you can see a nice closeup at http://www.cherrys.com/pedpics/S223b.jpg

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Colt pistols have long represented the gold standard in magazine-fed semi-automatic handguns.

Modern semi-automatic pistols all trace their roots to the famed Colt M1911 pistol, designed by John Browning and the standard-issue U.S. military sidearm from 1911 to 1985. Colt 1911 pistols and their descendants were in the hands of confident World War I, World War II, Korean War and Vietnam-era servicemen. Colt customers today can purchase reproductions of these weapons, each faithfully manufactured to the original specifications from factory blueprints.

The military .45 shot a big, fat slug to knock down someone coming at you, still a concern of a friend

of mine who says that a druggie all jacked up is hard to stop with a 9 mm or a .38

He has .45s

william was saying something about the const only allows muskets so,

 

I think a nice kentucky rifle, is all william can legally own

 

but you cant keep it loaded...

 

everything must be locked in a seperate container

 

this is what william will buy, unless he is a hypocrite...

 

S204b.jpg

 

For you jerkoffs who have never served in the military or the state police or a National Guard unit

like I have, the Constitution says that is all you are allowed to carry to shoot game for food.

And if you need more than one shot, you should probably let men do the hunting.

A military person has had discipline and was well regulated and can therefore be trusted

with a firearm unlike you dick head cheney and zimmerman hero wannabees.

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If you have to have a 9mm. The Browning Hi Power is a single-action, semi-automatic handgun available in 9mm and .40 S&W calibers. It is based on a design by American firearms inventor John Browning, and completed by Dieudonné Saive at Fabrique Nationale (FN) of Herstal, Belgium. Browning died in 1926, several years before the design was finalized. The Hi-Power is one of the most widely used military pistols in history,[3] having been used by the armed forces of over 50 countries.[1]


The Hi Power name is somewhat misleading and alluded to the 13-round magazine capacity; almost twice that of contemporary designs such as the Luger or Mauser 1910. The pistol is often referred to as an HP (for "Hi-Power" or "High-Power")[4] or as a GP (for the French term, "Grande Puissance"). The term P-35 is also used, based on the introduction of the pistol in 1935. It is most often called the "Hi Power", even in Belgium. It is also known as the BAP (Browning Automatic Pistol), particularly in Irish service. Although the Browning name will appear on pistols imported to the United States, the model name "Hi-Power" will not be seen on any genuine FN/Browning manufactured pistol, regardless of country of origin or location of sale--clones will, however, place the "Hi-Power" mark.


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If you have to have a 9mm. The Browning Hi Power is a single-action, semi-automatic handgun available in 9mm and .40 S&W calibers. It is based on a design by American firearms inventor John Browning, and completed by Dieudonné Saive at Fabrique Nationale (FN) of Herstal, Belgium. Browning died in 1926, several years before the design was finalized. The Hi-Power is one of the most widely used military pistols in history,[3] having been used by the armed forces of over 50 countries.[1]

The Hi Power name is somewhat misleading and alluded to the 13-round magazine capacity; almost twice that of contemporary designs such as the Luger or Mauser 1910. The pistol is often referred to as an HP (for "Hi-Power" or "High-Power")[4] or as a GP (for the French term, "Grande Puissance"). The term P-35 is also used, based on the introduction of the pistol in 1935. It is most often called the "Hi Power", even in Belgium. It is also known as the BAP (Browning Automatic Pistol), particularly in Irish service. Although the Browning name will appear on pistols imported to the United States, the model name "Hi-Power" will not be seen on any genuine FN/Browning manufactured pistol, regardless of country of origin or location of sale--clones will, however, place the "Hi-Power" mark.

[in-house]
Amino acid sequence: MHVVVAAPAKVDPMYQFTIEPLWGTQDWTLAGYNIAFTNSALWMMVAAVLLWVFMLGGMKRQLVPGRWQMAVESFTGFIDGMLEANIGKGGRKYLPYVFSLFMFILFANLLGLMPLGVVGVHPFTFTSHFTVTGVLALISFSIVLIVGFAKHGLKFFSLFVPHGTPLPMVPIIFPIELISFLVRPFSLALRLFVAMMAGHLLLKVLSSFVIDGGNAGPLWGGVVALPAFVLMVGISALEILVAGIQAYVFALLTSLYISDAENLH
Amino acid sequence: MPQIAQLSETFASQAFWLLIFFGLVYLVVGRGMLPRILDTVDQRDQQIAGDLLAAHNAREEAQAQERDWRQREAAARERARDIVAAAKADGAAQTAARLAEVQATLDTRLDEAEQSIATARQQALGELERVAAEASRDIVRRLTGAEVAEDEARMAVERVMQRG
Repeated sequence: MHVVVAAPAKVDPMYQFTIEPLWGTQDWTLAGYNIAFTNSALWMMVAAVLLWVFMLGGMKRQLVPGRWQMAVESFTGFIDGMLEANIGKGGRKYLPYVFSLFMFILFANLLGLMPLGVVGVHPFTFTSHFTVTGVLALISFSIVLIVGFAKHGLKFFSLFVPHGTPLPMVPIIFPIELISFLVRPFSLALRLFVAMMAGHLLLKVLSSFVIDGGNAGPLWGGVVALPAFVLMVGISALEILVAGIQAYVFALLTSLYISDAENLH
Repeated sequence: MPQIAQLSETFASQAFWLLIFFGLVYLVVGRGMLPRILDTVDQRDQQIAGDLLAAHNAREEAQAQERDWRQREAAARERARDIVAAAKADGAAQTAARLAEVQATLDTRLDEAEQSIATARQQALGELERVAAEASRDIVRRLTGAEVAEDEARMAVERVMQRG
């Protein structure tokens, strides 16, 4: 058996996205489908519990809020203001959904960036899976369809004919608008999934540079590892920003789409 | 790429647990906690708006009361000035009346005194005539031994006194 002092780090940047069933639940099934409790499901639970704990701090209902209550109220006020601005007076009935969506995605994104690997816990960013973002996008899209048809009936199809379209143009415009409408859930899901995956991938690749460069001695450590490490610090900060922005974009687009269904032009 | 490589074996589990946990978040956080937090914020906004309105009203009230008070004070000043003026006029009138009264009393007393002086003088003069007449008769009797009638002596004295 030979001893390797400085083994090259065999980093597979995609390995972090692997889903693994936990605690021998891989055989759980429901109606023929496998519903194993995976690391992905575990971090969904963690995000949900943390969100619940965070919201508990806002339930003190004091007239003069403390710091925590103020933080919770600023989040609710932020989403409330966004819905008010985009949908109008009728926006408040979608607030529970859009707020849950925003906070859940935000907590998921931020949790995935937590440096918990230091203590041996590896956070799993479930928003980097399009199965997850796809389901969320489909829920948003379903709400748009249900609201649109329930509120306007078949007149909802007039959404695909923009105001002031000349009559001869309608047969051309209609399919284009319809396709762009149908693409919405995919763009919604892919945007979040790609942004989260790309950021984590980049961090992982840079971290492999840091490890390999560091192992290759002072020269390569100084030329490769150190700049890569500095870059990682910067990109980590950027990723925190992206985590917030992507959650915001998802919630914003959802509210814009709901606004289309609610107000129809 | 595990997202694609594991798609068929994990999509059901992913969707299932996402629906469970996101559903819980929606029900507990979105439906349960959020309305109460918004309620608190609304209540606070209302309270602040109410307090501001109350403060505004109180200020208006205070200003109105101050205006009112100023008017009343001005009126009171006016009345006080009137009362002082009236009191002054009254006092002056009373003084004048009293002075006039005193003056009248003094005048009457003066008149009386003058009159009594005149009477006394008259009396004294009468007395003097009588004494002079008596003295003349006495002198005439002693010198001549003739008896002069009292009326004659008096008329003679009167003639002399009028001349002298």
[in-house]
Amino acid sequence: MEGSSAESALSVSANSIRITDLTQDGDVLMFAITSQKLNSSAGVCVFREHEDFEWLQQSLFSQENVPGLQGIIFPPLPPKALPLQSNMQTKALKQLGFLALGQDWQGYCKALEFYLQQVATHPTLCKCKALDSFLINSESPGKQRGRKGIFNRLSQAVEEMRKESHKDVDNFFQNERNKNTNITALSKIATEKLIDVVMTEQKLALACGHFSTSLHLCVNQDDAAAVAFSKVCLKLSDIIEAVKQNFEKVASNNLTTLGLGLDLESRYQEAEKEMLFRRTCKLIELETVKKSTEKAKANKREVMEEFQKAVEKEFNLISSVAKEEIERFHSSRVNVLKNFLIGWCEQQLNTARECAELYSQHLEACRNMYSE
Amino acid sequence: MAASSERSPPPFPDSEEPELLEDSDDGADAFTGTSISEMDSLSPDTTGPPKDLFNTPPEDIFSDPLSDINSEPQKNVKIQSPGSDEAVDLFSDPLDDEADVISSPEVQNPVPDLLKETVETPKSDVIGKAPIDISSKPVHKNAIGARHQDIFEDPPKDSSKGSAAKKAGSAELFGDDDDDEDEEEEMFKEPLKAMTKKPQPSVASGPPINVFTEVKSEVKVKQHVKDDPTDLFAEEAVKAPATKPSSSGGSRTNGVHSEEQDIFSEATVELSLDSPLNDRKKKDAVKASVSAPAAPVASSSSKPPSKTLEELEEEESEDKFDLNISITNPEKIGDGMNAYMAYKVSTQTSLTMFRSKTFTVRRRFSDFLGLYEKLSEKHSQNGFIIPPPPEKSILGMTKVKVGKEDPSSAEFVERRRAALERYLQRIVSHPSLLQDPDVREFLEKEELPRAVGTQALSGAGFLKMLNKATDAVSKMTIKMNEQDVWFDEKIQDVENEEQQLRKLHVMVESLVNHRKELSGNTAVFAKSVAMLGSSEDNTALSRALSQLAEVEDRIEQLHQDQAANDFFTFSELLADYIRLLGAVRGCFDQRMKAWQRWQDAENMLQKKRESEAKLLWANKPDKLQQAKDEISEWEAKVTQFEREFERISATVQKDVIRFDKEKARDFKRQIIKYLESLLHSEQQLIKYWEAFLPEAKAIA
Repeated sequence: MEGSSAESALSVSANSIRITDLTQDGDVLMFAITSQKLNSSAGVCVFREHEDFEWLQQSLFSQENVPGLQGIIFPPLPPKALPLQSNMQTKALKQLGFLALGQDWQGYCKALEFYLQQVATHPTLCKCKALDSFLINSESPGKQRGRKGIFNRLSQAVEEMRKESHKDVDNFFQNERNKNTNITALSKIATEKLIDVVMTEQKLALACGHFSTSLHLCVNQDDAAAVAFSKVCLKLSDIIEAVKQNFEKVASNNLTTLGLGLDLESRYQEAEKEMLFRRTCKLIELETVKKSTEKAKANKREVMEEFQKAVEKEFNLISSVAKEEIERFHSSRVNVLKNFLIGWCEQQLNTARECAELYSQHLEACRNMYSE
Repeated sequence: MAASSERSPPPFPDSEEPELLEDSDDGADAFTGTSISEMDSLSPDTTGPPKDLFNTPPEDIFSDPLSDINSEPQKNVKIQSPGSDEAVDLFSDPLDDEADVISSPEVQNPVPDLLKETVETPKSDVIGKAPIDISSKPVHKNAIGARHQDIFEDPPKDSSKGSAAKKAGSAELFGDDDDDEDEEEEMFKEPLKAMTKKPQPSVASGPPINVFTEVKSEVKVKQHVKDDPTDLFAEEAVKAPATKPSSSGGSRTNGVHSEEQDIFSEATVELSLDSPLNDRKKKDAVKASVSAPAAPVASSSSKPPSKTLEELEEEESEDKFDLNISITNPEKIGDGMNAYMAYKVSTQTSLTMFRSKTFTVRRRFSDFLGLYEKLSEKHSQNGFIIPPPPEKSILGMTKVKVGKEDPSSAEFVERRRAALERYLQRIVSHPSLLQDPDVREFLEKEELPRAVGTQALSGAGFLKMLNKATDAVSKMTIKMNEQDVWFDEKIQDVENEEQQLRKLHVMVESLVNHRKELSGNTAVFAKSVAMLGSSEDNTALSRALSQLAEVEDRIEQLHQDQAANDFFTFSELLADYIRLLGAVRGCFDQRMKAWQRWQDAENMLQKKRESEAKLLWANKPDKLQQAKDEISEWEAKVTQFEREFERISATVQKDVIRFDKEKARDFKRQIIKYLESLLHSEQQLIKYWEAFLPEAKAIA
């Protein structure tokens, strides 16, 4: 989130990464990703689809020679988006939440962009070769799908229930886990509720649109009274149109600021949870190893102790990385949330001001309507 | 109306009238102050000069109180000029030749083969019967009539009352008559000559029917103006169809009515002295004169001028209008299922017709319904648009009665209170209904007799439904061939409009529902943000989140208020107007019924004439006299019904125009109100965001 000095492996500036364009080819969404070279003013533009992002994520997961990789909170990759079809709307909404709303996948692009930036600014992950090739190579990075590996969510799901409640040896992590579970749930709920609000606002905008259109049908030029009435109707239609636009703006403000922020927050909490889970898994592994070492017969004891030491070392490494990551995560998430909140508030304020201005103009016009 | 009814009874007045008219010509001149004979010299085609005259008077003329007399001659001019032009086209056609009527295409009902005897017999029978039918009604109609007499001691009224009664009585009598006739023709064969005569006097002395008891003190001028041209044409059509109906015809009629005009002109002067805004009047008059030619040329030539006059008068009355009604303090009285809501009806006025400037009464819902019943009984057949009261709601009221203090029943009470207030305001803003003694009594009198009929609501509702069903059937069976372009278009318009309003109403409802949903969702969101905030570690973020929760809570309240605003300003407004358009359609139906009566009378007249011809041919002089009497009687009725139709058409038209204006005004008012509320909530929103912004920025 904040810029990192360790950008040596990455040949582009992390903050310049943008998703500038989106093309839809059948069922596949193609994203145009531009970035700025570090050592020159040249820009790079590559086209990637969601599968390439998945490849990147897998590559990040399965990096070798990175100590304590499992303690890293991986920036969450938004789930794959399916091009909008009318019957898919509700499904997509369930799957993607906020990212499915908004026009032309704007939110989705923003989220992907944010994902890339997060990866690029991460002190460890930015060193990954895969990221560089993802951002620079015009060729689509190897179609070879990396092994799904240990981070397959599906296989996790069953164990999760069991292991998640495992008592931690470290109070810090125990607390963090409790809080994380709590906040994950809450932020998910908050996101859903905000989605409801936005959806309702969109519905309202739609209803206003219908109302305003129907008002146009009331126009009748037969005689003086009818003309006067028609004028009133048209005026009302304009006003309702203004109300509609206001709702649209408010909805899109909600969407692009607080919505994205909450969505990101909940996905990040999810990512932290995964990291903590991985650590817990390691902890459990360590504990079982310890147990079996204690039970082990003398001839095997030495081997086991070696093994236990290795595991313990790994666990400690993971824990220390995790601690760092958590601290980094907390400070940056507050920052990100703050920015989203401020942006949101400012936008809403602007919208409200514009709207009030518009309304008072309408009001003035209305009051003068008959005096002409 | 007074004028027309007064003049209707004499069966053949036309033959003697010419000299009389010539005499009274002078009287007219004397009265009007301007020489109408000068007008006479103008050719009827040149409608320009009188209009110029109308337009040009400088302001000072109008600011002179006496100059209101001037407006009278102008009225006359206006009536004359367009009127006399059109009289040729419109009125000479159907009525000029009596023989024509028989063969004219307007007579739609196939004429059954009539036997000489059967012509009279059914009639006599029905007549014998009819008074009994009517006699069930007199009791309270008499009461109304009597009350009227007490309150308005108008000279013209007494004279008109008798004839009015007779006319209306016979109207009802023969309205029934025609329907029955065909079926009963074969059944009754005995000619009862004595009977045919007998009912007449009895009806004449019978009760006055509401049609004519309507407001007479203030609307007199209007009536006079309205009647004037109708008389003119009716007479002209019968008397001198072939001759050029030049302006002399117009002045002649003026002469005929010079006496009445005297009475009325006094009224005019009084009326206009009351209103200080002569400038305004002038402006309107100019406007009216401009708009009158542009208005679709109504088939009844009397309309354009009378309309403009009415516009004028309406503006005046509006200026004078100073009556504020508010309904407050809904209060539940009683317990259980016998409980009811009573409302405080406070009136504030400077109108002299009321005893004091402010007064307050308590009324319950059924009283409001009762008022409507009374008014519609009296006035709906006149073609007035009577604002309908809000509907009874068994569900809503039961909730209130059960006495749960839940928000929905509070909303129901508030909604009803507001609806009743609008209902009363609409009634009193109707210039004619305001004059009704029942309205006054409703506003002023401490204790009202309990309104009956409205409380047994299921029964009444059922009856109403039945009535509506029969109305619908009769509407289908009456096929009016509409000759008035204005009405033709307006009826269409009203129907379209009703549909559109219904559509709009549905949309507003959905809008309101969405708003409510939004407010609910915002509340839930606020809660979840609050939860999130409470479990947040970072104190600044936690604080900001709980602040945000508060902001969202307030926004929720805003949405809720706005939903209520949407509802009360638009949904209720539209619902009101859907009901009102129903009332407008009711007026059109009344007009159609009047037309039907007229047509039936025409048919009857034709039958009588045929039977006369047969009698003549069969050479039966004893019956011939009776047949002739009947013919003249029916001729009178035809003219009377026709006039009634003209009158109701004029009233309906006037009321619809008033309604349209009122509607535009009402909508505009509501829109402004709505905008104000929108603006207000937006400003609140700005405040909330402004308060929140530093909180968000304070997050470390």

nice looking gun. Looks a lot like a 1911.

 

A 9mm is not a light round. I have fired a Lugar from WWII, and it has quite a kick.

 

The reason I was liking the Beretta 92 is to not have the hammer or any parts catching

on the draw.

 

And the compact version is somewhere between a full sized 1911 and a short

barreled concealable weapon. My friend's short .45 makes me think he needs to have

the bad guy right in front of him.

 

The compact Beretta has a range of 150 yards. A longer barrel will give a more accurate

shot at 10 yards on out.

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William - All of your military training means jack to me. You can play up your "I was in the Navy. I'm the only one allowed to own anything above a muzzle-loader..." BS all you want. Fact is, your argument is invalid because you are a civilian. Not active Duty, therefore, all you can own is a muzzle loader. You said it, if you need more than once shot, you need to let the men do the shooting. All you should need is one shot, right?

 

BTW, a Glock is safe, reliable and easy to maintain. and 9mm is ubiquitous, so you should have no trouble finding rounds for it, whether FMJs or HP for self-defense. Good luck.

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William - All of your military training means jack to me. You can play up your "I was in the Navy. I'm the only one allowed to own anything above a muzzle-loader..." BS all you want. Fact is, your argument is invalid because you are a civilian. Not active Duty, therefore, all you can own is a muzzle loader. You said it, if you need more than once shot, you need to let the men do the shooting. All you should need is one shot, right?

Some of us do not forget our training just because we left the military moron. It sounds like you forgot all your high school education the moment you got out.